The Prostate and Prostate Cancer – Some facts

What is the prostate?

The prostate is a sex gland found only in men. It lies at the base of the bladder, surrounding the tube called the urethra which carries urine and semen to the end of the penis. It is normally about the size of a walnut. A healthy prostate is essential to full sexual function. As men age, the gland becomes enlarged and can squeeze the urethra, giving a reduced urine flow. This can lead to problems with the prostate, more common in older men.

 

 In a recent survey of 3,500 men, 54% didn't know where their prostate was,
92% were clueless about its role and 17% didn't even know they had a prostate. 

 

 

 

Prostate cancer: who is at risk?

By the age of 60 many men will have developed some evidence of cancer in the prostate. Once regarded as the curse of older men, younger men are being diagnosed in their 50s, and occasionally in their 40s and even late 30s.

Men of African-Caribbean origin and those with a family history of the disease are especially at risk. A rare variant of prostate cancer is caused by a faulty BRCA gene, so a strong family history of breast or prostate cancer, particularly at a young age, may therefore be a warning signal.

‘Pussycats and tigers’

Evidence of cancer in the prostate need not necessarily be a cause for immediate concern, as many cancers grow so slowly that they may never develop to be life-threatening.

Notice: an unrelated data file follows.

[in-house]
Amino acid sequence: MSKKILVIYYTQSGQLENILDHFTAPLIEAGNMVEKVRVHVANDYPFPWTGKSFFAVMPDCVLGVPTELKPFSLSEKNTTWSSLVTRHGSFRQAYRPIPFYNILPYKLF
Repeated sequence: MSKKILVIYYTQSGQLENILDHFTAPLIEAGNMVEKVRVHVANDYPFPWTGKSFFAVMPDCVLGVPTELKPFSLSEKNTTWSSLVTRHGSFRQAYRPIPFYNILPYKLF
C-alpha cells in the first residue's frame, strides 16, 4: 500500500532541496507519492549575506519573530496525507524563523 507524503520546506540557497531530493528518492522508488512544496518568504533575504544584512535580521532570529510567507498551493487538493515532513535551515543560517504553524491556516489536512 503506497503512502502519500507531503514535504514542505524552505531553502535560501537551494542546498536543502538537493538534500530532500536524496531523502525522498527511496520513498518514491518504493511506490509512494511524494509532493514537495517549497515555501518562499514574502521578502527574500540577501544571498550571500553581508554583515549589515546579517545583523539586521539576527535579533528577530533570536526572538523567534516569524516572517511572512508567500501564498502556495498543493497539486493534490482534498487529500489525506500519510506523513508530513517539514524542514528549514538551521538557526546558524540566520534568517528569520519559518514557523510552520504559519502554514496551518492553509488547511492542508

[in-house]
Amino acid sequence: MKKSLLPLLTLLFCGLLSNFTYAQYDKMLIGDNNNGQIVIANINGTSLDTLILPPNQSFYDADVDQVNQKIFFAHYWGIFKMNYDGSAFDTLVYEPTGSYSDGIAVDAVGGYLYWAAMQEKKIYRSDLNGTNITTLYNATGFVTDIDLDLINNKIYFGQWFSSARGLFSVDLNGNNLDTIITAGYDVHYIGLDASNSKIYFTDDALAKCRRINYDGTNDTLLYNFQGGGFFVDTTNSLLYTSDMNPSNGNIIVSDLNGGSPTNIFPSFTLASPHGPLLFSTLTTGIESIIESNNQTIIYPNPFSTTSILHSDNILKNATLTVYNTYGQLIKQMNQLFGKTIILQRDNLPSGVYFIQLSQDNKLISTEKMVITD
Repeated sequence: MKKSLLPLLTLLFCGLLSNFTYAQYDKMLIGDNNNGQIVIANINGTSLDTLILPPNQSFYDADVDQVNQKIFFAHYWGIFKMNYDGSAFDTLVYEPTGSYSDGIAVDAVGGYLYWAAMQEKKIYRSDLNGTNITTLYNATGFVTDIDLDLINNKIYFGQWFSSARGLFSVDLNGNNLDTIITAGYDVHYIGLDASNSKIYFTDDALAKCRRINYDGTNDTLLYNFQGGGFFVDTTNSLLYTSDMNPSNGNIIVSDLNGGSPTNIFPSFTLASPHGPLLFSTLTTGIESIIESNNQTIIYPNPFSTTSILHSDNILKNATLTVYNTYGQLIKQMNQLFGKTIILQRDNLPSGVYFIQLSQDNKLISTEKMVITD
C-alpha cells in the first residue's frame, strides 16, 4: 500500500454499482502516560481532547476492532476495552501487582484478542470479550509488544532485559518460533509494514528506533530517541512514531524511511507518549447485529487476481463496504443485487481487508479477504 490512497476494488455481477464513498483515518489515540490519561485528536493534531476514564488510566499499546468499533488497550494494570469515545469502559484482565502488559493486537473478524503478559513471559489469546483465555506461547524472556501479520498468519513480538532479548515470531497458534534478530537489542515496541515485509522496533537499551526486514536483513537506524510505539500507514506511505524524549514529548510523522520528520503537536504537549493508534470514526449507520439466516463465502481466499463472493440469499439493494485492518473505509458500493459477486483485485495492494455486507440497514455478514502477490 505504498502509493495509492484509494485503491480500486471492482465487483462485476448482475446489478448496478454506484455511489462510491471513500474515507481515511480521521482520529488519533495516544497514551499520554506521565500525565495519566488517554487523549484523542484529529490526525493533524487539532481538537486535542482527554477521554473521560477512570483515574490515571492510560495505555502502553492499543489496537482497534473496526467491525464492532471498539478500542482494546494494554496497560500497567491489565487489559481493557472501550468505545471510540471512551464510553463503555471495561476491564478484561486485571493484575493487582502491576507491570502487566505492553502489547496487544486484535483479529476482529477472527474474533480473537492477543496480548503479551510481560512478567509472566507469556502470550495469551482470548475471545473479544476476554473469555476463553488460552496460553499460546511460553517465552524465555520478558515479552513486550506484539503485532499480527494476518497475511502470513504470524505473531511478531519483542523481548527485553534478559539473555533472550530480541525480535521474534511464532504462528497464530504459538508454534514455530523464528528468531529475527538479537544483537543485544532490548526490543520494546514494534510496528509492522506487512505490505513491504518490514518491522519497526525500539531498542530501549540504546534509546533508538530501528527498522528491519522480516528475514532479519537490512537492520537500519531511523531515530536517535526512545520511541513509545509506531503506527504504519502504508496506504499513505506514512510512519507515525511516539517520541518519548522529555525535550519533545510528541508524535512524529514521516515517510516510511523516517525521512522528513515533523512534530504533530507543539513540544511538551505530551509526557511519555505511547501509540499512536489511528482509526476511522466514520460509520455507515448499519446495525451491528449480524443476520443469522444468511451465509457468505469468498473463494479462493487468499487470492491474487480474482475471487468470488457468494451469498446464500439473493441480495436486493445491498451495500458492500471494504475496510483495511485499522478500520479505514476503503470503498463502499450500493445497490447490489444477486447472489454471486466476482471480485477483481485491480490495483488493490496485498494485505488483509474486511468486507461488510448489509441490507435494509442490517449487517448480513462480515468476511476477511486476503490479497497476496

Prostate cancer has now been shown to have several variants. Research is progressing to predict more accurately the different types, and to identify which cancers are slow-growing and which are aggressive.

Most prostate cancers are found in the outer part of the prostate, called the peripheral zone. The slow-growing cancers, the ‘pussy-cats’, may stay here, unnoticed and indolent, for many years. These may only require careful monitoring, without necessarily needing any radical treatment at all. The more aggressive ‘tigers’, however, have the potential to spread outside the prostate, sometimes quite rapidly, when symptoms may become noticeable. These will need active treatment, ideally before the cancer starts to spread outside the prostate and invade other areas of the body.

 

Some facts

  • Prostate Cancer is the most common cancer in men.
  • Each year in the UK over 47,000 men are diagnosed with prostate cancer and about 11,000 die of it.
  • If the cancer is confined within the prostate, it is generally curable, so early detection may prevent death from prostate cancer.
  • Urinary symptoms (e.g. difficulty in passing urine or frequent night-time visits) may indicate cancer, but could also be caused by an enlarged prostate or an infection.
  • Prostate cancer in its early stages does not normally have any symptoms.
  • Early stage disease offers a much wider choice of treatment options — more than any other cancer.
  • Once the cancer begins to spread outside the prostate, there are fewer options for treatment, though there may still be possibilities for a cure.
  • If the cancer has spread to other organs or the bones, the disease can only be controlled. 

 

 

What causes prostate cancer?

Although the causes are not yet fully known, there is clear evidence of links to diet and lifestyle.The Diet and Lifestyle section gives some advice on this. Lack of exercise, obesity, and low exposure to sunlight can also be contributory factors. There are also genetic links, so it is important for every man to be aware of the disease, and to see his GP if he has concerns.